Home School wearables to surge over next five years

School wearables to surge over next five years

Schools are going to see a surge in wearable tech over the next five years, according to a report published by Research and Markets, at an expected growth rate of 46 percent per year.

We’re already seeing experiments conducted by schools to see the advantages of wearable products. Google’s Cardboard VR has been tested in several schools; teachers used the Expeditions app to take the class on a tour to the Great Wall of China and New York City.

See Also: How virtual reality will democratize learning

“The creativity we have seen from teachers, and the engagement from students, has been incredible,” Google’s Ben Schrom, product manager for Expeditions, told The Guardian.

That’s the key word for schools: engagement. If virtual reality and other wearable tech can engage students better than text or video, we will definitely see more investment by schools to make lessons more creative for students, regardless of age.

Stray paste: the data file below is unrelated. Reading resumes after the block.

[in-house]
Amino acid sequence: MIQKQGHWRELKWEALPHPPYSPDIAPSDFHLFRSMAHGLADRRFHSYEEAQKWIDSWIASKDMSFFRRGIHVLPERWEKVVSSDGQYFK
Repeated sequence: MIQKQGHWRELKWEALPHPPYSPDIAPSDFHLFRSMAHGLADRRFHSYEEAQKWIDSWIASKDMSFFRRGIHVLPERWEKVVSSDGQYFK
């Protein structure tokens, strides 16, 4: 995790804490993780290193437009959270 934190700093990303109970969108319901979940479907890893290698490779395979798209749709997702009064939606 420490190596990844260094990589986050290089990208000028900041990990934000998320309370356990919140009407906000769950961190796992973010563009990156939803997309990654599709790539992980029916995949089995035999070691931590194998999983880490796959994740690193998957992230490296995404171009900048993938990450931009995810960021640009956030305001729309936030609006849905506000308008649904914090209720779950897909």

Cheap wearable may be best wearable for school budgets

Google Cardboard VR is the perfect tool for experiments, since it’s cheap. It might be a few years before we see a move to real VR headsets, like the Oculus Rift or HTC Vive VR, into classrooms.

Augmented reality is another potential classroom favorite. Microsoft has already shown Minecraft on HoloLens, which could easily be adapted into a classroom to engage students. Instead of a book describing the different parts of the volcano, imagine being able to look at it in 3D and change the viewing angle from inside to out with one swipe.

Another headset making the rounds in schools is Muse, a brain-sensing headband that shows you how the class reacted to a lesson. That sort of information could give teachers better understanding about what is working and what is not.

It might be a while before wearable tech becomes commonplace in schools, but some schools are already taking advantage of the cheap tech and demos from Microsoft, Google, and other wearable tech firms.

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